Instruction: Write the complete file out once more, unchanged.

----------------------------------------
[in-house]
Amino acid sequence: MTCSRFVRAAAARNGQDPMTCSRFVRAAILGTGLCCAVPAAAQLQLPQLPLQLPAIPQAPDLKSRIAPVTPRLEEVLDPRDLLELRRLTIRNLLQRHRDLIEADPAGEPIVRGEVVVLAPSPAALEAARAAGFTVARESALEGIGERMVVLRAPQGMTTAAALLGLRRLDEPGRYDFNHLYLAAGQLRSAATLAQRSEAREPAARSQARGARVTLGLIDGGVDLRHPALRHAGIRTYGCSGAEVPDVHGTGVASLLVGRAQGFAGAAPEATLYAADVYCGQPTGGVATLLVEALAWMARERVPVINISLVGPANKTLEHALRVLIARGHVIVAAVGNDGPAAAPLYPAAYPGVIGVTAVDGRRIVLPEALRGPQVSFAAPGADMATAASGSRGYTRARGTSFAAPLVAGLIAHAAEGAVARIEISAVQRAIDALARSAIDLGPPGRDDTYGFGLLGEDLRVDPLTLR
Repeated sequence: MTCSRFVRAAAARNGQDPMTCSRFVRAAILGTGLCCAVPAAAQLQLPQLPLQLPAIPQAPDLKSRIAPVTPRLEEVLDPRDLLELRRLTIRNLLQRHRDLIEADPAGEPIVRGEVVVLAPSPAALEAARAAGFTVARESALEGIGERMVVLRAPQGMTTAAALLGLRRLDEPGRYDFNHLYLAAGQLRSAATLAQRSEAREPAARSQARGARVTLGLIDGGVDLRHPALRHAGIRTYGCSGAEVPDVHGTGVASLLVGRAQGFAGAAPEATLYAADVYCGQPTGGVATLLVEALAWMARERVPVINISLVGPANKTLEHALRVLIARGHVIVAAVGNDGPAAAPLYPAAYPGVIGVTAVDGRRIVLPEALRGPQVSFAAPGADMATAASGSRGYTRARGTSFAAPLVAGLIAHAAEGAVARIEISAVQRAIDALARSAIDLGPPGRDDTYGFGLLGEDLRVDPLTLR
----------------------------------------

[in-house]
Amino acid sequence: MTCSRFVRAAAARNGQDPMTCSRFVRAAILGTGLCCAVPAAAQLQLPQLPLQLPAIPQAPDLKSRIAPVTPRLEEVLDPRDLLELRRLTIRNLLQRHRDLIEADPAGEPIVRGEVVVLAPSPAALEAARAAGFTVARESALEGIGERMVVLRAPQGMTTAAALLGLRRLDEPGRYDFNHLYLAAGQLRSAATLAQRSEAREPAARSQARGARVTLGLIDGGVDLRHPALRHAGIRTYGCSGAEVPDVHGTGVASLLVGRAQGFAGAAPEATLYAADVYCGQPTGGVATLLVEALAWMARERVPVINISLVGPANKTLEHALRVLIARGHVIVAAVGNDGPAAAPLYPAAYPGVIGVTAVDGRRIVLPEALRGPQVSFAAPGADMATAASGSRGYTRARGTSFAAPLVAGLIAHAAEGAVARIEISAVQRAIDALARSAIDLGPPGRDDTYGFGLLGEDLRVDPLTLR
Repeated sequence: MTCSRFVRAAAARNGQDPMTCSRFVRAAILGTGLCCAVPAAAQLQLPQLPLQLPAIPQAPDLKSRIAPVTPRLEEVLDPRDLLELRRLTIRNLLQRHRDLIEADPAGEPIVRGEVVVLAPSPAALEAARAAGFTVARESALEGIGERMVVLRAPQGMTTAAALLGLRRLDEPGRYDFNHLYLAAGQLRSAATLAQRSEAREPAARSQARGARVTLGLIDGGVDLRHPALRHAGIRTYGCSGAEVPDVHGTGVASLLVGRAQGFAGAAPEATLYAADVYCGQPTGGVATLLVEALAWMARERVPVINISLVGPANKTLEHALRVLIARGHVIVAAVGNDGPAAAPLYPAAYPGVIGVTAVDGRRIVLPEALRGPQVSFAAPGADMATAASGSRGYTRARGTSFAAPLVAGLIAHAAEGAVARIEISAVQRAIDALARSAIDLGPPGRDDTYGFGLLGEDLRVDPLTLR